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Don't avoid all nuts--advice for patients with nut allergies.

Patients with a peanut or tree nut allergy should not be advised to avoid all nuts--so says the first single guidance on managing and preventing nut allergy. The guideline was drawn up by the British Society for Allergy and Clinical Immunology (BSACI) and states that although complete nut avoidance is the safest approach, this is difficult in the real world and can lead to a severely restricted diet. The advice is that patients can carry on eating nuts that they know are safe at home, but should avoid nuts when out because of the risk of cross-contamination.

Nut allergy is common, affecting at least one in 50 children and one in 200 adults. Most patients do not outgrow the allergy. Because most patients are looked after by health professionals with no formal training in allergy, they receive inconsistent care and advice.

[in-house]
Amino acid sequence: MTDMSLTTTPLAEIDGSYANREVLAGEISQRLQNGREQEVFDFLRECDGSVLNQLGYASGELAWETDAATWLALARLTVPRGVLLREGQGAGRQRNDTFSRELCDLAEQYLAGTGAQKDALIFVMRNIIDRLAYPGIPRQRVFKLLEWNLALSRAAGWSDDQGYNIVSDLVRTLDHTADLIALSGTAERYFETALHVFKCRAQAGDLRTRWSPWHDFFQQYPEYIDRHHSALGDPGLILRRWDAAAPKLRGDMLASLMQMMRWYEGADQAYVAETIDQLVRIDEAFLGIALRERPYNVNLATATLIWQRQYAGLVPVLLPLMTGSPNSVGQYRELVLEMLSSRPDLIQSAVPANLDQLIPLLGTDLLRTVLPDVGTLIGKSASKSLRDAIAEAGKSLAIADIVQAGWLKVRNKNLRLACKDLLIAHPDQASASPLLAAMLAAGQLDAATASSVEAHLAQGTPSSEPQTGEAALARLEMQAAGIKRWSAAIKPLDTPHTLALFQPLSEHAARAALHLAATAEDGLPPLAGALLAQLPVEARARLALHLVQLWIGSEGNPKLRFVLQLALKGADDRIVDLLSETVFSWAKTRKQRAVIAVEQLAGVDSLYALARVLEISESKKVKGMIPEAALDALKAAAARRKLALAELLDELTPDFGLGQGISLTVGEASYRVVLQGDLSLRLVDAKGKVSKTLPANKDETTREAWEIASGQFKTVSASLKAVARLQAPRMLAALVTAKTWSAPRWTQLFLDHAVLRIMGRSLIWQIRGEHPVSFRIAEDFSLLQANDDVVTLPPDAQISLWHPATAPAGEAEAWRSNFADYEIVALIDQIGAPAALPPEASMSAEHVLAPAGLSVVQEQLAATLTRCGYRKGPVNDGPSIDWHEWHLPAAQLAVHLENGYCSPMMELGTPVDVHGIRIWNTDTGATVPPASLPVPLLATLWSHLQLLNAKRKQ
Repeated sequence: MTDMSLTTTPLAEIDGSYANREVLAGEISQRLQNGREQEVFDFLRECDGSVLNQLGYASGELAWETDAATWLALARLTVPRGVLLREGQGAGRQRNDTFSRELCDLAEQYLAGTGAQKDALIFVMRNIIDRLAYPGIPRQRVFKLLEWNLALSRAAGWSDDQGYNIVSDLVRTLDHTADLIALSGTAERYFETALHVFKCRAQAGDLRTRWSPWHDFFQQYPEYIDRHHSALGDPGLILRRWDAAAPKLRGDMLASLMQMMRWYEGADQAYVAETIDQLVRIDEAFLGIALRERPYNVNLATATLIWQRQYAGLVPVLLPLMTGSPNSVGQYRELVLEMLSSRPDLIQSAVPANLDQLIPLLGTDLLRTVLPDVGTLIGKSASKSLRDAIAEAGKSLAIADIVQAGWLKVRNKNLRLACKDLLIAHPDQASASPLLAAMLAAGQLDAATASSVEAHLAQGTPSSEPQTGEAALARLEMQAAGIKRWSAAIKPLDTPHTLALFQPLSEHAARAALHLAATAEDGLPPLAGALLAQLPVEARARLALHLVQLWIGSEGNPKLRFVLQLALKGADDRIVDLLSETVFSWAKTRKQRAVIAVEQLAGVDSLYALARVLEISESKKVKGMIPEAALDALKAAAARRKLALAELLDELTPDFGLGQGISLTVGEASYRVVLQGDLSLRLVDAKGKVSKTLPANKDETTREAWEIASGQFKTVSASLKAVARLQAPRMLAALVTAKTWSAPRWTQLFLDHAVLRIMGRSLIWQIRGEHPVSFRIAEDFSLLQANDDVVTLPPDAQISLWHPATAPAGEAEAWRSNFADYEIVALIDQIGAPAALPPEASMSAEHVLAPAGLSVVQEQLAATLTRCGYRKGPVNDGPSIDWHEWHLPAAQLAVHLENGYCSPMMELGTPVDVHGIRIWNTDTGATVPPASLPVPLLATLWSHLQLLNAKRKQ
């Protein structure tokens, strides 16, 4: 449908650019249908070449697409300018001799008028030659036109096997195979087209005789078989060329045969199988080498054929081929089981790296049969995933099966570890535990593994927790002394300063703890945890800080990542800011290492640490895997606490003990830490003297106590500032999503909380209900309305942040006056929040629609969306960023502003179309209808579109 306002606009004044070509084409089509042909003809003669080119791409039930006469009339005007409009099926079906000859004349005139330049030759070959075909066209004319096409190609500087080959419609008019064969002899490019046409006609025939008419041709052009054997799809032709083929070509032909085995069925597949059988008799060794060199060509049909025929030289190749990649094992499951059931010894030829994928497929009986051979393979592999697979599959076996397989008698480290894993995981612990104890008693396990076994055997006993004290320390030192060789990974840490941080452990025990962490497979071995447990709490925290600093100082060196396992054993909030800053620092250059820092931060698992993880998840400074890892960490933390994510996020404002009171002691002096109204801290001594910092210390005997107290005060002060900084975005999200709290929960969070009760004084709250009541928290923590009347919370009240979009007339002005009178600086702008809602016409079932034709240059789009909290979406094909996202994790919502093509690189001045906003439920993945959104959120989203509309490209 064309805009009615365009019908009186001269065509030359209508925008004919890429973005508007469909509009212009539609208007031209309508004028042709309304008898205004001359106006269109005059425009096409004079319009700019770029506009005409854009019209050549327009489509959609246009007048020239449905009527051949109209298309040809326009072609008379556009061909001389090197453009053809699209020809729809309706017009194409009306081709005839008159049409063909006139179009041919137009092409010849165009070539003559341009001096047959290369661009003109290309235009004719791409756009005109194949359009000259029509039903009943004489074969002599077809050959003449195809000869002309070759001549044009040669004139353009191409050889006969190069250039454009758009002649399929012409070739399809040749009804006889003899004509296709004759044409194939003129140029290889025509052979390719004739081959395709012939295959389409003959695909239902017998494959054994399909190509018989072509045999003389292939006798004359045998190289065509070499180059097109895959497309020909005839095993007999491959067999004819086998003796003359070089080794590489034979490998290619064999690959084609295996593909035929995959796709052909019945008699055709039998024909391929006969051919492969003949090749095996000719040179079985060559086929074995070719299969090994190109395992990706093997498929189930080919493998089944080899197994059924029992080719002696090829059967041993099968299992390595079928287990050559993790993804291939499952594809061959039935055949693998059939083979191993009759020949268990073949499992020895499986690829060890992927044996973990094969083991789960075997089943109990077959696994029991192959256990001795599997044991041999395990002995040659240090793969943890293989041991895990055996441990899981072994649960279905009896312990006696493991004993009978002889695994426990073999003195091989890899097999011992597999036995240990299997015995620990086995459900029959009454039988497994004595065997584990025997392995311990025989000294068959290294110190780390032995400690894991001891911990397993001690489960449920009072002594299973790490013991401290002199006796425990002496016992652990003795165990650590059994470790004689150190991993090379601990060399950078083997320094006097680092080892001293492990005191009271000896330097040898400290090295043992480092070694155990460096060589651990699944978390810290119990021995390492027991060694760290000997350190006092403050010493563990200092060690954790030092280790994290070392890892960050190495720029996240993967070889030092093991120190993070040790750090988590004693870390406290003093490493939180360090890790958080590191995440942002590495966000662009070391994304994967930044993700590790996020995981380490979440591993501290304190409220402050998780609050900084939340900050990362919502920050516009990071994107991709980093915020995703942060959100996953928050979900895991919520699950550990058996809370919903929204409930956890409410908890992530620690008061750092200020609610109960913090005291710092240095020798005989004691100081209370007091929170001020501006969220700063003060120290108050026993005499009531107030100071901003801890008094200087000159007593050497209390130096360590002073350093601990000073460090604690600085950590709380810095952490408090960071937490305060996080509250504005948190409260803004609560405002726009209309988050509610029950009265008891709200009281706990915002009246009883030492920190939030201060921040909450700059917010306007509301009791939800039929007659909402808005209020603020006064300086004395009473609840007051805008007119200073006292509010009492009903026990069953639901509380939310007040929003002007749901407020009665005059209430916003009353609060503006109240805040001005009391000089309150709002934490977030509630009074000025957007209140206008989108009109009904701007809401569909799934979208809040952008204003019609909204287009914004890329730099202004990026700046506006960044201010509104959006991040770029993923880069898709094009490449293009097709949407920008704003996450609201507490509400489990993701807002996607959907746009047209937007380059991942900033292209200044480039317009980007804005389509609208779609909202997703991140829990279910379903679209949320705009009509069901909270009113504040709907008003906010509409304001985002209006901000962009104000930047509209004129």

The BSACI guidelines were developed over the past 5 years and state that all patients should have a comprehensive management plan, including advice on avoiding nuts, recognising individual nuts, treating allergic reactions and training in using adrenaline self-injectors.

Introducing peanuts early in the weaning diets of infants at high risk of peanut allergy can prevent the allergy from developing, and there is no evidence to support the delayed introduction of peanuts into an infant's diet.

Stiefel G, Anagnostou K, Boyle RJ, et al. BSACI guideline for the diagnosis and management of peanut and tree nut allergy. Clin Exp Allergy 2017;357:719-739.

B Farham


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Title Annotation:30 days in medicine
Author:Farham, B.
Publication:South African Medical Journal
Article Type:Author abstract
Date:Jul 1, 2017
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